What to do if the FBI, INS, or Police Contact You for Questioning
November 27, 2002
The FBI has begun a new round of questioning and interviews. The FBI will likely target Iraqi immigrants, Iraqi-Americans and others of Middle Eastern origin for the questioning. This bulletin informs you how to respond when the FBI, INS, or police contact you for questioning.
- If an FBI, INS, or police officer asks to speak to you, tell him you want to consult an attorney before deciding what to do. Telling the officer that you need to speak to an attorney before answering any questions is legal and appropriate. If you want to talk to the FBI, INS, or police, your attorney can contact them for the interview on your behalf.
- ANY information you give to an officer without an attorney, even if it seems harmless, can be used against you or someone else. Lying to an officer is a separate crime. Remaining silent is not a crime.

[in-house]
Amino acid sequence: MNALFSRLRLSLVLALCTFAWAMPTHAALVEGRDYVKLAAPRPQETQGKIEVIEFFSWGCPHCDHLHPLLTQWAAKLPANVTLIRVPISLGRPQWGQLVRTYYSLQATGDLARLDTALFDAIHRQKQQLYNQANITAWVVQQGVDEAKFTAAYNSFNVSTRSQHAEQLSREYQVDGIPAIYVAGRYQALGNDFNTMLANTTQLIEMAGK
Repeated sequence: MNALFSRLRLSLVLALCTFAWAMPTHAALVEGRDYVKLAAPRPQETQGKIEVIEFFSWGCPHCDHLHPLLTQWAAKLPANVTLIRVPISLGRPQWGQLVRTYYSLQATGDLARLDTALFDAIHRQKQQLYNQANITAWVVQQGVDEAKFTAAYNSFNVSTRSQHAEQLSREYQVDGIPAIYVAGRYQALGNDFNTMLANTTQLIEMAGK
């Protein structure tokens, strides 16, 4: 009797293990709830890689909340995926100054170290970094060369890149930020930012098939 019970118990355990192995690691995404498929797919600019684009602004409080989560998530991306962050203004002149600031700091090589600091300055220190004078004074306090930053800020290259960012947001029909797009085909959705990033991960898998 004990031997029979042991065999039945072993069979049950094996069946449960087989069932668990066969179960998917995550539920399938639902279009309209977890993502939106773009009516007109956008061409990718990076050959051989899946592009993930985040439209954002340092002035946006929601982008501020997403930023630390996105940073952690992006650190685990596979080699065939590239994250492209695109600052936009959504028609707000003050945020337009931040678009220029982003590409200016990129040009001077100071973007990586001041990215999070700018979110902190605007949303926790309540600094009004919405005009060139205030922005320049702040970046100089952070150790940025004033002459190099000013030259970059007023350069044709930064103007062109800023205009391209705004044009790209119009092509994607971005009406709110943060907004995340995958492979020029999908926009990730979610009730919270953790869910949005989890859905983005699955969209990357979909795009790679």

- You are not required to allow the officer into your home or office without a warrant. Ask to see the warrant. If the officer refuses to show you a warrant, do not obstruct him if he forces his way into your home or office. Tell the officer that he does not have your permission to enter.
- If the officer says that he has a warrant for your arrest, you have a right to see the warrant. You must go with the officer, but you do not have to answer questions until you consult an attorney.
- If you are detained, you should ask for an attorney and remain silent. If you are detained in an immigration detention center, ask for contact information for attorneys.
If the FBI, INS, local police or other law enforcement contact you, please write down the name, agency, and telephone number of the officer who calls or visits you. Then CONTACT US IMMEDIATELY. We have a FREE hotline that provides confidential legal assistance.
The number is: (415) 285 - 1055
- American Arab Anti-Discrimination Committee
- American Civil Liberties Union of Northern California
- Council on American Islamic Relations
- Lawyers' Committee for Civil Rights
- National Lawyers' Guild